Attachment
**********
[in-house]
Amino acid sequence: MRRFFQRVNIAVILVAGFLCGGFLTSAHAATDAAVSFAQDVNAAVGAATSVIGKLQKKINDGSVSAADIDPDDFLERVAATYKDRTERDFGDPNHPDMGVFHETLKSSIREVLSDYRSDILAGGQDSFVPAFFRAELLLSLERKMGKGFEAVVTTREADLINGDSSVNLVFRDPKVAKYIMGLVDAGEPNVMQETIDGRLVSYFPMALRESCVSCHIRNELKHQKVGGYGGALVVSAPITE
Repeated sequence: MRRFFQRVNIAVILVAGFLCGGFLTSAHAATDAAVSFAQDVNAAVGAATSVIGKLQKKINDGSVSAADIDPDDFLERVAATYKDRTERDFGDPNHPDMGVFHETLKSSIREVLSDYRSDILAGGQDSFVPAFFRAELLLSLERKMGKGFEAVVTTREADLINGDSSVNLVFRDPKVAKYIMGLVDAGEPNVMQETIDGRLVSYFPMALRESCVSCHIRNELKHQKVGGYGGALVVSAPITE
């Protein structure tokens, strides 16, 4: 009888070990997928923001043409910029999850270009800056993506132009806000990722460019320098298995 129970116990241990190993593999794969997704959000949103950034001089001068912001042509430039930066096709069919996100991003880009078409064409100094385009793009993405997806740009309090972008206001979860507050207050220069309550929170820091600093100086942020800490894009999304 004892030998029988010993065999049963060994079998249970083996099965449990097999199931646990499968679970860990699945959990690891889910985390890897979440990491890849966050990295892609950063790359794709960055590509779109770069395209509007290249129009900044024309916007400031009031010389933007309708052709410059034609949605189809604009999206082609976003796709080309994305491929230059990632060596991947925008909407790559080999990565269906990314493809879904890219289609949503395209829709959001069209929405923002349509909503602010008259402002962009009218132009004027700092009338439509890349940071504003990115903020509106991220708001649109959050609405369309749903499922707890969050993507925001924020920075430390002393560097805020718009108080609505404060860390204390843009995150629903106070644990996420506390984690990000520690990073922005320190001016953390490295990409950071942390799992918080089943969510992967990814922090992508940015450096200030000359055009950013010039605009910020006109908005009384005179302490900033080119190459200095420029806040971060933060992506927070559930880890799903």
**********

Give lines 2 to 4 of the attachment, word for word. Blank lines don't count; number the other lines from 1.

Amino acid sequence: MRRFFQRVNIAVILVAGFLCGGFLTSAHAATDAAVSFAQDVNAAVGAATSVIGKLQKKINDGSVSAADIDPDDFLERVAATYKDRTERDFGDPNHPDMGVFHETLKSSIREVLSDYRSDILAGGQDSFVPAFFRAELLLSLERKMGKGFEAVVTTREADLINGDSSVNLVFRDPKVAKYIMGLVDAGEPNVMQETIDGRLVSYFPMALRESCVSCHIRNELKHQKVGGYGGALVVSAPITE
Repeated sequence: MRRFFQRVNIAVILVAGFLCGGFLTSAHAATDAAVSFAQDVNAAVGAATSVIGKLQKKINDGSVSAADIDPDDFLERVAATYKDRTERDFGDPNHPDMGVFHETLKSSIREVLSDYRSDILAGGQDSFVPAFFRAELLLSLERKMGKGFEAVVTTREADLINGDSSVNLVFRDPKVAKYIMGLVDAGEPNVMQETIDGRLVSYFPMALRESCVSCHIRNELKHQKVGGYGGALVVSAPITE
């Protein structure tokens, strides 16, 4: 009888070990997928923001043409910029999850270009800056993506132009806000990722460019320098298995 129970116990241990190993593999794969997704959000949103950034001089001068912001042509430039930066096709069919996100991003880009078409064409100094385009793009993405997806740009309090972008206001979860507050207050220069309550929170820091600093100086942020800490894009999304 004892030998029988010993065999049963060994079998249970083996099965449990097999199931646990499968679970860990699945959990690891889910985390890897979440990491890849966050990295892609950063790359794709960055590509779109770069395209509007290249129009900044024309916007400031009031010389933007309708052709410059034609949605189809604009999206082609976003796709080309994305491929230059990632060596991947925008909407790559080999990565269906990314493809879904890219289609949503395209829709959001069209929405923002349509909503602010008259402002962009009218132009004027700092009338439509890349940071504003990115903020509106991220708001649109959050609405369309749903499922707890969050993507925001924020920075430390002393560097805020718009108080609505404060860390204390843009995150629903106070644990996420506390984690990000520690990073922005320190001016953390490295990409950071942390799992918080089943969510992967990814922090992508940015450096200030000359055009950013010039605009910020006109908005009384005179302490900033080119190459200095420029806040971060933060992506927070559930880890799903």